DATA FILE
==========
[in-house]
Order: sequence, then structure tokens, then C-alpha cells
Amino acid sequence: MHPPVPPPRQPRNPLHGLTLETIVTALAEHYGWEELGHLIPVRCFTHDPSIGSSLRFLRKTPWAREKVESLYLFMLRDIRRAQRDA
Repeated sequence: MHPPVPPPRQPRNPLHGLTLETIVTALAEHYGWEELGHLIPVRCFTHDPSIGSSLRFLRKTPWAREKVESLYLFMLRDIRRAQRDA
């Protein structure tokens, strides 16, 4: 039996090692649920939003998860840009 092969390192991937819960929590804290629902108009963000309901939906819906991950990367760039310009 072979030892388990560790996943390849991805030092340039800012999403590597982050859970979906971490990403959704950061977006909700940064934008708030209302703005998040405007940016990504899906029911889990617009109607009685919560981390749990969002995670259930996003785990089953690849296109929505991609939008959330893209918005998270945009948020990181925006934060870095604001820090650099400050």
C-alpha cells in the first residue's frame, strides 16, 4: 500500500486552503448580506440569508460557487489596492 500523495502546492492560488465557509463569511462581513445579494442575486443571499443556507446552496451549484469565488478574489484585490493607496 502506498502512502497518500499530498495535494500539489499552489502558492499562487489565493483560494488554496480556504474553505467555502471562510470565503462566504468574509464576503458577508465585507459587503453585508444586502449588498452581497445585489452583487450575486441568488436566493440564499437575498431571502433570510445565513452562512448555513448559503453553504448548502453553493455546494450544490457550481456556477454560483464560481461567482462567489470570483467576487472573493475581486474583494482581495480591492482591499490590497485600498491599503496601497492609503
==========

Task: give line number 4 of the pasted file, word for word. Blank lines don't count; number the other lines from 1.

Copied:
Repeated sequence: MHPPVPPPRQPRNPLHGLTLETIVTALAEHYGWEELGHLIPVRCFTHDPSIGSSLRFLRKTPWAREKVESLYLFMLRDIRRAQRDA